Revealed: Treasure of €30,000 unused gifts in Taoiseach department as ‘too valuable’ to accept

The Taoiseach’s department is sitting on gifts worth €30,000 which were presented to the Taoiseach or Ceann Comhairle but were deemed too valuable for them to keep.

An official journal of high-value items reveals how various taoisighs and the current Dáil president received 11 gifts that had to be handed over under ethics rules.

Items include a painting of dancer Michael Flatley, a €7,700 Rolex watch, a first edition by Samuel Beckett and a bust of former US President John F Kennedy.

Under the ethical rules for receiving gifts, people in high public office are not allowed to accept a gift worth more than €650 due to the risk of corruption.

In May 2011, a gift from then US President Barack Obama had to be delivered by the Taoiseach’s Department after being appraised at €1,500. The screenprint by American artist Alex Katz was one of 50 in a limited edition called Worryaccording to the department newspaper.

A “painting resembling mounted silk” donated by then Chinese Vice President Xi Jinping was returned to safekeeping in 2012. Titled Suzhou Prosperous Sceneit was valued at €800.

The same month, February 2012, then-taoiseach Enda Kenny was given a bust of JFK by the John F Kennedy Memorial Library in Boston. Its value is estimated at €2,000, according to an expert report carried out by the department.

One of the most treasured gifts on the list is a painting by dancer Michael Flatley titled An Ocras Mor — the Famine — which was valued at €5,000. It was presented to Mr. Kenny in February 2013, with a value based on the sale of Flatley’s first artwork for €5,600.

In June 2013, a 14-inch crystal vase worth approximately €800 was returned to the custody of the department after being donated by the Kennedy family.

There were no other high value gifts until 2015 when Kenny received an €800 photographic print called The Borean by Kim Haughton.

It is the only one of the gifts originally held by the department that has since been turned over to the Bureau of Public Works for inclusion in the state art collection.

In May 2015, Mr Kenny received a handmade embroidery worth €6,800 from Chinese Premier Li Keqiang, records show. This piece is called Sunrise on Mount Huangshan.

A month later, another valuable gift had to be handed over after being offered by the Speaker of the Islamic Parliament of Iran. It was a framed ceramic clock, which was valued at at least €1,000.

Another item in Taoiseach’s department diary was an engraving of St. Peter’s Basilica in the Vatican donated by Pope Francis..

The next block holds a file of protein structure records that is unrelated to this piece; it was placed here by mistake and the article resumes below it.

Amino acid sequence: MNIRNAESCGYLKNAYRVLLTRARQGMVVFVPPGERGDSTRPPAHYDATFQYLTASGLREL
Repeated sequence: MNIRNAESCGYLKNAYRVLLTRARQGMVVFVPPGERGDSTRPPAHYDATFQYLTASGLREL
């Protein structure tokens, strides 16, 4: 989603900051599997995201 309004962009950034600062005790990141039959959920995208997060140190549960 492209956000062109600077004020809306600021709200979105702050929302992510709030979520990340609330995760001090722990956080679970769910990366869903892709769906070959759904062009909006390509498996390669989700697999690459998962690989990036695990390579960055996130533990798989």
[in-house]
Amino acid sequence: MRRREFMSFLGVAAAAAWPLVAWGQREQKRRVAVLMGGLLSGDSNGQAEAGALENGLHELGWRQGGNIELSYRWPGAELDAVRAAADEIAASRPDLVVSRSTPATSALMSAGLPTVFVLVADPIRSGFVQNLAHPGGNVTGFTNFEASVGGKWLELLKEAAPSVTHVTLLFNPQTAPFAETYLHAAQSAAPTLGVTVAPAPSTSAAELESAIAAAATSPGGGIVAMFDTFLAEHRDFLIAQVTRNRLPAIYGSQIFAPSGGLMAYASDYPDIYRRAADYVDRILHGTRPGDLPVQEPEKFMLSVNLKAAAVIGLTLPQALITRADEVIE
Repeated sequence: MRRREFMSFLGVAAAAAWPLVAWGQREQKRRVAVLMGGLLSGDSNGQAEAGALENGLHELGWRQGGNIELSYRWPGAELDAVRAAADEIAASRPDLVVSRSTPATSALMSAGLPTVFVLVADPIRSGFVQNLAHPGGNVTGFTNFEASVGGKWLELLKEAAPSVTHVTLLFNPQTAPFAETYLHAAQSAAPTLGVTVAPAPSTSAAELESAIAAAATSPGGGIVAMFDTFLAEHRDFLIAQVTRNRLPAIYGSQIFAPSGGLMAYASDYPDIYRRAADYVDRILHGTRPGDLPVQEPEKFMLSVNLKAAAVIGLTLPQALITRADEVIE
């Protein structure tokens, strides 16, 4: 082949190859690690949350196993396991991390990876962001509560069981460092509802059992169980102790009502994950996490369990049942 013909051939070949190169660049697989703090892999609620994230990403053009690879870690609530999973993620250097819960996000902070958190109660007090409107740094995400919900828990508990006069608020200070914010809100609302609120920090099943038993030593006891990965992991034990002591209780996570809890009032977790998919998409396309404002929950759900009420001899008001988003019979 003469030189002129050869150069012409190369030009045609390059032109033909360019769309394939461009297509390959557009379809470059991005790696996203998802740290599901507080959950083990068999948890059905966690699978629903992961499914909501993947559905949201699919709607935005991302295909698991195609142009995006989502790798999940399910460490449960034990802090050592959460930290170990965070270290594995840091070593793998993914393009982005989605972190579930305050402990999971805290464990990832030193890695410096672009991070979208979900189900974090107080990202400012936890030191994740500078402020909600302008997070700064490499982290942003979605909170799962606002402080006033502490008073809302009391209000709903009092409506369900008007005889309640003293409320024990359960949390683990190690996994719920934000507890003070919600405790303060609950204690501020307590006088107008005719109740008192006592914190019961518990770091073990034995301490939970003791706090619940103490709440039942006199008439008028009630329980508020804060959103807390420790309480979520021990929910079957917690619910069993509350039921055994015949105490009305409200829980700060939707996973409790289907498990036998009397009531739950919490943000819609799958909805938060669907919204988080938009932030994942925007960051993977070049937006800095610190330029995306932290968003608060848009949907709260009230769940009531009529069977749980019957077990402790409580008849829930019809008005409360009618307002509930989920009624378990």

It was given a value of “over €650”, but no further details were provided on its exact value.

One of the most controversial items in the collection is a €7,700 Rolex watch given to Ceann Comhairle Seán Ó Fearghaíl during an official trip to the United Arab Emirates in 2018.

Mr. Ó Fearghaíl requested that the watch be sold and that the proceeds be donated to the charity Trócaire. However, it remains seated in a safe at the Taoiseach’s department.

The most recent high value gift on the list is a first edition Samuel Beckett Comment This is, or how it is, from 1961.

It was gifted to Taoiseach Micheál Martin last August by French President Emmanuel Macron and was valued at €3,850.

The Public Service Ethics Act means that the Taoiseach, Tánaiste, any Minister or Minister of State, Ceann Comhairle, Cathaoirleach or their deputies cannot accept gifts over €650 except from a “friend or relative”.

Gifts of less than this value may be accepted, unless they may violate other rules or laws relating to the prevention of corruption.

Gifts from foreign delegations or thanks for giving a speech are “generally acceptable”, according to the rules of ethics.

A policy brief on gifts states: “The Corruption Offenses Act provides that a gift given to a public official by or on behalf of a person having an interest in the office holder’s duties is presumed to have been given and received by corruption. Such gifts are therefore prohibited.

If a civil servant receives a gift of great value, he is required to inform the Secretary General of the Government as soon as possible.

Custody of the item is then arranged, or for it to be sold or given back. In the event of a sale, the proceeds can either be donated to the Exchequer or donated to charity.

Floyd N. Morlan